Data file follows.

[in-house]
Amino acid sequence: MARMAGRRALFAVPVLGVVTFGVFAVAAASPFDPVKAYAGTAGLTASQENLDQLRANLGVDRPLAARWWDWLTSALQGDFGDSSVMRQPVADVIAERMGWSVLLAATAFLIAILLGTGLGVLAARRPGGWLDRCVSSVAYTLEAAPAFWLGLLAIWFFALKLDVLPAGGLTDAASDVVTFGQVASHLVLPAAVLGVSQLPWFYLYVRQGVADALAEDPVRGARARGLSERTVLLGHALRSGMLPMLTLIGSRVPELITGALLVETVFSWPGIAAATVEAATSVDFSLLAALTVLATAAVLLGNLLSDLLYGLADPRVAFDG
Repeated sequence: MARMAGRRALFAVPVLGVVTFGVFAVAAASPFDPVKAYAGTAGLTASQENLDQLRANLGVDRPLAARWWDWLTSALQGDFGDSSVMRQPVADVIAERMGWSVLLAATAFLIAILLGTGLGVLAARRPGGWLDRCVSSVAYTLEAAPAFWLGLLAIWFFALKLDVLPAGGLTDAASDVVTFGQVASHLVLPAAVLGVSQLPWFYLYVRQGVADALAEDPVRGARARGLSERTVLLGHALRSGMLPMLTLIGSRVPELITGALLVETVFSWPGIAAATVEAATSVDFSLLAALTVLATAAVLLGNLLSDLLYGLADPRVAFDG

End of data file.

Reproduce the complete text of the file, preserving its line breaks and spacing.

[in-house]
Amino acid sequence: MARMAGRRALFAVPVLGVVTFGVFAVAAASPFDPVKAYAGTAGLTASQENLDQLRANLGVDRPLAARWWDWLTSALQGDFGDSSVMRQPVADVIAERMGWSVLLAATAFLIAILLGTGLGVLAARRPGGWLDRCVSSVAYTLEAAPAFWLGLLAIWFFALKLDVLPAGGLTDAASDVVTFGQVASHLVLPAAVLGVSQLPWFYLYVRQGVADALAEDPVRGARARGLSERTVLLGHALRSGMLPMLTLIGSRVPELITGALLVETVFSWPGIAAATVEAATSVDFSLLAALTVLATAAVLLGNLLSDLLYGLADPRVAFDG
Repeated sequence: MARMAGRRALFAVPVLGVVTFGVFAVAAASPFDPVKAYAGTAGLTASQENLDQLRANLGVDRPLAARWWDWLTSALQGDFGDSSVMRQPVADVIAERMGWSVLLAATAFLIAILLGTGLGVLAARRPGGWLDRCVSSVAYTLEAAPAFWLGLLAIWFFALKLDVLPAGGLTDAASDVVTFGQVASHLVLPAAVLGVSQLPWFYLYVRQGVADALAEDPVRGARARGLSERTVLLGHALRSGMLPMLTLIGSRVPELITGALLVETVFSWPGIAAATVEAATSVDFSLLAALTVLATAAVLLGNLLSDLLYGLADPRVAFDG